Goodbye New Mexico (It's Been Fun!)
Traveling through Arizona was pleasant that late May day in 1971. Deming was a blur. Carlsbad was somewhere out there on the horizon and I was in a big hurry. Phil Buckner had offered me $17,000 a year to run the Carlsbad Current-Argus.
Was he crazy? Seventeen thousand bucks to run a paper, write whatever I wanted? I was driving fast to get there before he changed his mind. Put El Paso behind me, raced towards where I thought was Carlsbad. After what seemed like four zip codes, began to worry if there was a Carlsbad.
Sure enough. Found the town. Found the newspaper at Mermod and Main. Began calling on advertisers because they pay the bills. Began seeking out newsmakers to assure them our relationship was going to be one ongoing honeymoon because I am a fair guy and I am confident the town would value good journalism. We all hugged.
Well, not all. Walter Gerrells, the curmudgeon mayor who ran the town dictator-style, met me on the sidewalk outside his clothing store downtown. Introduced myself. He nodded. “What’s that you’re driving?” he frowned, a glance toward my car.
I told him it was a 1970 Datsun 510. It was a little blue number, bottom of the line, but it was to be mine after just two more years of payments. Proud of that car, I was.
“What’d you pay for that thing” the mayor wondered? “Just $4,000!” I flashed the cocky smile of a self- congratulatory wheeler-dealer.
“You’d think for that kind of money you could have got a real car,” Mr. Sunshine observed. So. It’s going to be that kind of 45 years.
It was the beginning of a healthy newspaper-government relationship. Over the next couple decades, the power structure and the paper fought a lot, made up a lot, worked together in a mostly friendly tug of war. Current-Argus readers enjoyed the jostling.
Actually, all that good will was short-lived. Just weeks after my arrival the Carlsbad Jaycees staged their annual fund raiser, a carnival set up in the park next to Lake Carlsbad. As luck would have it, one Friday night a couple of carnies got drunk and pushed a city pickup into the lake.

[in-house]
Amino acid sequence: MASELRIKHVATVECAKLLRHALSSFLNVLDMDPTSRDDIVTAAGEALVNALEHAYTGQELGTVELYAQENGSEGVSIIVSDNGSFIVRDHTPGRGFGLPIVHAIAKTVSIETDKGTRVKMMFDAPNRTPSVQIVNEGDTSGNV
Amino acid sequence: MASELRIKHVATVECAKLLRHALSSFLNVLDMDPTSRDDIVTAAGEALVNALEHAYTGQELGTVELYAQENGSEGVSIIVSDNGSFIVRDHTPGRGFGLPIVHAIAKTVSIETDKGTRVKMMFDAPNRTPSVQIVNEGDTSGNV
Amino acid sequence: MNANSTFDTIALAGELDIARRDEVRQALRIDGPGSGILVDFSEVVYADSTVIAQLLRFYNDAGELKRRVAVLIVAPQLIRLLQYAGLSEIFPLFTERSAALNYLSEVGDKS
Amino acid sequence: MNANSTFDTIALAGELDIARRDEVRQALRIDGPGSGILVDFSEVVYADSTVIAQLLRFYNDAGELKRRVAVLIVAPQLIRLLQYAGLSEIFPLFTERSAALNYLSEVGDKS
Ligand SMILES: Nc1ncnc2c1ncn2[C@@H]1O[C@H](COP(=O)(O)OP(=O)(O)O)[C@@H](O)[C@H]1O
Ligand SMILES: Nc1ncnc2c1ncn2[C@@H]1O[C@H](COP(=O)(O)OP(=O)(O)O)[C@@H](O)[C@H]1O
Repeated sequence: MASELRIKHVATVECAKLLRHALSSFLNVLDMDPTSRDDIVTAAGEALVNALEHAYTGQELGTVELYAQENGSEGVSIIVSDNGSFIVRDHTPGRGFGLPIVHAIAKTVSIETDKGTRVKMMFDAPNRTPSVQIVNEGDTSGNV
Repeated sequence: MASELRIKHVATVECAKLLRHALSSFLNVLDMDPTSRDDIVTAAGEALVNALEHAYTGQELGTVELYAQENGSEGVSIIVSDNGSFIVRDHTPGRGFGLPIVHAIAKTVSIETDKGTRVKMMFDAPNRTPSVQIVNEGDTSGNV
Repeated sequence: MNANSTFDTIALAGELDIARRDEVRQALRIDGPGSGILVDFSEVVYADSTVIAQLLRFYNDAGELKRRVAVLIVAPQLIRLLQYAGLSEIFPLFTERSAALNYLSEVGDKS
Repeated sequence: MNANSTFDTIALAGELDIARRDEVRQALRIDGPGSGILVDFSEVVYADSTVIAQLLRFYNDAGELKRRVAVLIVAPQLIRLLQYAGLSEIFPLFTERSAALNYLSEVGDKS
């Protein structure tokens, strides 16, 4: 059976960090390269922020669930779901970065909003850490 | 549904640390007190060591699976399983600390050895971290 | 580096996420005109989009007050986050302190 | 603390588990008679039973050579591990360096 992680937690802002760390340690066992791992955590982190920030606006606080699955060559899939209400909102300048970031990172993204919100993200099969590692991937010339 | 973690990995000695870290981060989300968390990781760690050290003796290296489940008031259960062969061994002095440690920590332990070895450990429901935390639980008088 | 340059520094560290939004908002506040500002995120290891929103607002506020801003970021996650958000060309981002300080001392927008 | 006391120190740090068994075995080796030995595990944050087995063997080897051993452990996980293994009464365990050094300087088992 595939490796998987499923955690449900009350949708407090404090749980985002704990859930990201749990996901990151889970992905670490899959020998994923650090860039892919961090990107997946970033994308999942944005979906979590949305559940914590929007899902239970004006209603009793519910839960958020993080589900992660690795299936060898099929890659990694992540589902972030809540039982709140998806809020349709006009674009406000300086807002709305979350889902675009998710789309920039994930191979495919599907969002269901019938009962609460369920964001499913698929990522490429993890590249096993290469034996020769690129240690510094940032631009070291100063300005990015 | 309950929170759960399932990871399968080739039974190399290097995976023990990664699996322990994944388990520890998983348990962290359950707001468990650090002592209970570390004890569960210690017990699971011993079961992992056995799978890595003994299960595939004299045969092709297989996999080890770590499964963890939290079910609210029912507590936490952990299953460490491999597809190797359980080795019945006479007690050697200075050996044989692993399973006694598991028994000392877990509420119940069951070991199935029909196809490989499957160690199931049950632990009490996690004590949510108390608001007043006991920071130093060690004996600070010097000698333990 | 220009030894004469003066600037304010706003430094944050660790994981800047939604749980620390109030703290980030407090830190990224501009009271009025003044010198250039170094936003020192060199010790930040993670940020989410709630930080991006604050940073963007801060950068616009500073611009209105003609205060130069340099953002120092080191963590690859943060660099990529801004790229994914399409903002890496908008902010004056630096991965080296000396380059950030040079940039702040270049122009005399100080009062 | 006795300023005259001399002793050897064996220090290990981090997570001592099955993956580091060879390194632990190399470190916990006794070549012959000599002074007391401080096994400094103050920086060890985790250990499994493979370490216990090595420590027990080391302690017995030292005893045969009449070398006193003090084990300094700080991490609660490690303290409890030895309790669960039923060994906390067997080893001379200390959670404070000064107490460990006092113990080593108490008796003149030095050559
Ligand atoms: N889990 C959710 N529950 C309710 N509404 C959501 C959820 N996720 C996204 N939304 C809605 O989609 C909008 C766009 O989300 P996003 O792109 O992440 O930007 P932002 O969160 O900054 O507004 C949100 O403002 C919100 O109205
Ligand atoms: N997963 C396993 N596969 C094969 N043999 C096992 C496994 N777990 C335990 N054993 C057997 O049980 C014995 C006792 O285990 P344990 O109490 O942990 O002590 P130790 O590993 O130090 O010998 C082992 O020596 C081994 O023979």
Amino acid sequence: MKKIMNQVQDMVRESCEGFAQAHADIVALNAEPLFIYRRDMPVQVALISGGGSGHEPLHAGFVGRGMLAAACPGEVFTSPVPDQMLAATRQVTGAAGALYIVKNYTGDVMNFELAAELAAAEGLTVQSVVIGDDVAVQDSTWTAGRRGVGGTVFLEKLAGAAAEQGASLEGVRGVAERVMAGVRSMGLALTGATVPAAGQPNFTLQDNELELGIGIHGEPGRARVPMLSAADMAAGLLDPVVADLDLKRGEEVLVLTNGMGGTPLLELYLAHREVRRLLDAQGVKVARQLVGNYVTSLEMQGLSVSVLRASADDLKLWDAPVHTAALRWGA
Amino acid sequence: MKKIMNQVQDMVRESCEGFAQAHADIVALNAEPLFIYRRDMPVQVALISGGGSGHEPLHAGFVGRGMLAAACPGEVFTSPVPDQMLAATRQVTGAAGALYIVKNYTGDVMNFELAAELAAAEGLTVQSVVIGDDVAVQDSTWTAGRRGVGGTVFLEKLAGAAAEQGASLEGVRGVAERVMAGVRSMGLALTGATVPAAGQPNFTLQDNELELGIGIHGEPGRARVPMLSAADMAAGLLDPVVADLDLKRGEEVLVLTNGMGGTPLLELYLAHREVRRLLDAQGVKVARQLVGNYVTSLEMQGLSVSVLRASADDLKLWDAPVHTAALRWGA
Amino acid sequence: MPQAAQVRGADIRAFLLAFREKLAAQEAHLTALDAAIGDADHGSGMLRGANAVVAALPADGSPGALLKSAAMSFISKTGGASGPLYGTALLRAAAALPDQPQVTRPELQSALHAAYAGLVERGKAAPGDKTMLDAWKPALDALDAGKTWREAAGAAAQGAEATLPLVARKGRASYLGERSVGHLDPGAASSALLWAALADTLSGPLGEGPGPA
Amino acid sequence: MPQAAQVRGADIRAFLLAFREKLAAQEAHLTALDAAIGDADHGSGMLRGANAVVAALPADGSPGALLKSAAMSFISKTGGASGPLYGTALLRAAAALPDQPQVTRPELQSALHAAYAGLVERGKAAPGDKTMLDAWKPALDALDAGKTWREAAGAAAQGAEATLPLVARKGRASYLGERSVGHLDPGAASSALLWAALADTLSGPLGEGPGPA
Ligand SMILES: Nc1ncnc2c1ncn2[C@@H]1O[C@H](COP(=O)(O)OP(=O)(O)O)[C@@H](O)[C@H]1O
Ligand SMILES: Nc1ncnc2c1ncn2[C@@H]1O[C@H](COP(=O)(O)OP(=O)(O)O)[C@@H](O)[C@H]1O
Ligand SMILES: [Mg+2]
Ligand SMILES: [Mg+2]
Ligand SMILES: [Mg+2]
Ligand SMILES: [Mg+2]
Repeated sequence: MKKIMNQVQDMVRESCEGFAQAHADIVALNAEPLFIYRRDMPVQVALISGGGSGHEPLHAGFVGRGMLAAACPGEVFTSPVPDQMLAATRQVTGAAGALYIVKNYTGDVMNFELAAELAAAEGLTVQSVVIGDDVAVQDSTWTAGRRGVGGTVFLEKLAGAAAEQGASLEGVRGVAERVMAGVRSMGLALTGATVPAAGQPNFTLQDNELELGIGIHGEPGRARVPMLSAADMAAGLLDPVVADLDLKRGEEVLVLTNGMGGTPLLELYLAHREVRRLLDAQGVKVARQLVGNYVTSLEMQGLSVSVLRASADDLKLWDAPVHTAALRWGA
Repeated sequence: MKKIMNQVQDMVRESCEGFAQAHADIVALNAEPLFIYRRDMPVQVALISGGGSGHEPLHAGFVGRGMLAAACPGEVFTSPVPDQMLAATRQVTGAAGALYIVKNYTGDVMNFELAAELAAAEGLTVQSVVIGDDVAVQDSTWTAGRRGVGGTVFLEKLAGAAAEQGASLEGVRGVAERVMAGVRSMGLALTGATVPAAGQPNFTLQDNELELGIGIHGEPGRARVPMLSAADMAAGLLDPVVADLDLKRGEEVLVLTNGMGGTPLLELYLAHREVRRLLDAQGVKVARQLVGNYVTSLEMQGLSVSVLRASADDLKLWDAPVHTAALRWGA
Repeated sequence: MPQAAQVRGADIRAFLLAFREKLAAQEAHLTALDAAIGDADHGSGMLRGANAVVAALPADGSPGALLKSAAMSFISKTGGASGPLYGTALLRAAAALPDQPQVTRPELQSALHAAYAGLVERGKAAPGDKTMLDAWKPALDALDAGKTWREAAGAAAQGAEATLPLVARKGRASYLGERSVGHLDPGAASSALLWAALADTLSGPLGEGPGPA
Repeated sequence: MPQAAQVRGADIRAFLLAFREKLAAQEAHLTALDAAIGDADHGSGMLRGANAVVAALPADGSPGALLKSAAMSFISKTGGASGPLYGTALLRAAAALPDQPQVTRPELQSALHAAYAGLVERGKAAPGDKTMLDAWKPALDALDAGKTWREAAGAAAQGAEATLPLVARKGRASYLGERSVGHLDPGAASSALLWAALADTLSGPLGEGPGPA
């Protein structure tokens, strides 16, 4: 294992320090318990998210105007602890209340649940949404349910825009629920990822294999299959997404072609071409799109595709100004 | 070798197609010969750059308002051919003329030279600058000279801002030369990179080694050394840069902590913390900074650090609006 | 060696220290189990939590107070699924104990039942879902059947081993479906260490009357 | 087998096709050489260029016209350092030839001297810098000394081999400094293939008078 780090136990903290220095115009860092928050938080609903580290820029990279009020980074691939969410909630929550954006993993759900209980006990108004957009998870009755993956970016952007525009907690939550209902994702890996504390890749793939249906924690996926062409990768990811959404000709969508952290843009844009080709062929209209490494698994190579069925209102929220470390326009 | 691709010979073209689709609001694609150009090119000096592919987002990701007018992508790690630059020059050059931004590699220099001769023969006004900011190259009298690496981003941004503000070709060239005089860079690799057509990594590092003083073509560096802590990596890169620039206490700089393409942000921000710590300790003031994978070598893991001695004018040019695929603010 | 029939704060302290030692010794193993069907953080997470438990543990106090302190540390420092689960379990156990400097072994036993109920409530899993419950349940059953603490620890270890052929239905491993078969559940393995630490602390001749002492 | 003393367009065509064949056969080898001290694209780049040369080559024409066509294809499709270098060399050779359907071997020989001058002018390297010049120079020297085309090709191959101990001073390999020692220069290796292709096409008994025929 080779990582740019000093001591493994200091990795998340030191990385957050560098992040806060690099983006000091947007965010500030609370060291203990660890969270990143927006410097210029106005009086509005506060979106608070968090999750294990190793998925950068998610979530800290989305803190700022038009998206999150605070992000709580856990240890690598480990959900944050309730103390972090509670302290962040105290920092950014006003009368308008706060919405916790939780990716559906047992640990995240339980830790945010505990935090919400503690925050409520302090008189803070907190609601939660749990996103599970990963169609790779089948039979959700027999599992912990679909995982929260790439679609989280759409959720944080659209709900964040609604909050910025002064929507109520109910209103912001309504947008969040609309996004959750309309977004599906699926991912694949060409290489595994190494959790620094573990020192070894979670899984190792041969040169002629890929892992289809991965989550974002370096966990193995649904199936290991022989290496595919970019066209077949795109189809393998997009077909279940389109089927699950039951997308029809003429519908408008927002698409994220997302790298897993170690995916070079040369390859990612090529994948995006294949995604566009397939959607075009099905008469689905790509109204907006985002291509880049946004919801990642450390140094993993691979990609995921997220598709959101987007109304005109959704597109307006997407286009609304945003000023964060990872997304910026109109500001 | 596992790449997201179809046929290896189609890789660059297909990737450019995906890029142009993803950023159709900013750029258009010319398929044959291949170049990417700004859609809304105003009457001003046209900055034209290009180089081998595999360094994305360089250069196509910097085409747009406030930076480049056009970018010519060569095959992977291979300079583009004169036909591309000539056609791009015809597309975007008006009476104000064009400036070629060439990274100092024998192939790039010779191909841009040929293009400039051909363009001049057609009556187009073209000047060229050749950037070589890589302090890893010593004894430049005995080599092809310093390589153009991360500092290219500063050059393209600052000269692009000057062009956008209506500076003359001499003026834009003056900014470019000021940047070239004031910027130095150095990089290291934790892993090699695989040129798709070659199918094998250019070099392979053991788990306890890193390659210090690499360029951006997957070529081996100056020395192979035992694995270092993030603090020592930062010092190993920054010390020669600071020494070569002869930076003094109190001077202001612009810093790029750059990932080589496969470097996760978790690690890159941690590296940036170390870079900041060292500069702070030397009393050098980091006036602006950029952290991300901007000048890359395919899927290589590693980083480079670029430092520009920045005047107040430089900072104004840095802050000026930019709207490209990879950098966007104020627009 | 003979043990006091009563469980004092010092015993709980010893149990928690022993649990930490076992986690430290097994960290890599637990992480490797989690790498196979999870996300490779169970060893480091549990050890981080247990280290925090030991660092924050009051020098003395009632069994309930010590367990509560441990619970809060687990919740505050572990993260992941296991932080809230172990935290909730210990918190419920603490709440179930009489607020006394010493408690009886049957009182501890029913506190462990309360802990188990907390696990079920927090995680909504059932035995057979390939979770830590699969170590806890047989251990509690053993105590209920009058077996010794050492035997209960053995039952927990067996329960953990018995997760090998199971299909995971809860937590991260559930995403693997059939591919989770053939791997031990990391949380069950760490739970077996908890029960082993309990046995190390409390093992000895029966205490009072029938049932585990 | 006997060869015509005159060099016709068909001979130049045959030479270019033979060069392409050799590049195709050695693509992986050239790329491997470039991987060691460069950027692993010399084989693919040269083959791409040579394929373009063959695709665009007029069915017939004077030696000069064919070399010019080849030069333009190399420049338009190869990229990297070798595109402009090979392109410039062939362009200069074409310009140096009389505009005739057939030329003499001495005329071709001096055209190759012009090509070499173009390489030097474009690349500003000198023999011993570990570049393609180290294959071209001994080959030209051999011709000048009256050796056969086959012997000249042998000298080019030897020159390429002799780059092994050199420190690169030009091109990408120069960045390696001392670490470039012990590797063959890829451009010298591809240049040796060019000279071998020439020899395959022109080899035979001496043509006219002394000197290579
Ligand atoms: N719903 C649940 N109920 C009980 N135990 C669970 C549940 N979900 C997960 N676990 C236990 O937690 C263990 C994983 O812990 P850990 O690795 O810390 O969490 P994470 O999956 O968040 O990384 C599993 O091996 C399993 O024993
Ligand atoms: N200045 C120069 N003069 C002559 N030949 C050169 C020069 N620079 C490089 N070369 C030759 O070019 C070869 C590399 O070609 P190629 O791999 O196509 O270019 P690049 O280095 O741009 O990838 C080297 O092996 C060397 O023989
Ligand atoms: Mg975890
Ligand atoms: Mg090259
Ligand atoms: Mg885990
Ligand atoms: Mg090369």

Saturday morning six or seven Jaycees surrounded my desk at the newspaper where we were preparing the Sunday edition. Nice guys. Dean Friesen was there. Jerry Calvani, I think. Probably Jack White, Jr. They pleasantly explained how important the carnival was to the town and wondered if the dunked truck was really all that newsworthy. I told them it certainly qualified as a story but it wouldn’t get much play if more important news crossed our desk.
Turned out to be a slow news day. The page one banner headline Sunday morning screamed something like: “Drunk Carnies Push City Truck into Drink.” So much for hugging. Dean and I still laugh about that story.
The next decades were to bring more of the same. Newspapering in Carlsbad, making valued friends among my peers across the state through the New Mexico Press Association, ending our days in Carlsbad with a move to Ruidoso and syndication of a weekly column. It all started with that long drive from Southern California in 1971.
Just the meandering memories of a sappy old man? Sure, partly, I guess. But more. The Cantwells are saying goodbye to New Mexico. Much of our family has settled in Abilene. Roberta and I have plenty of laps to run and we want to run them where we have family and convenient transportation access to more family in Arizona and Georgia.
We love this state, will miss cherished friends left behind. Still, though, “Days that are full of heart-dreams, nights when the moon hangs low…”
Goodbye, O Fair New Mexico.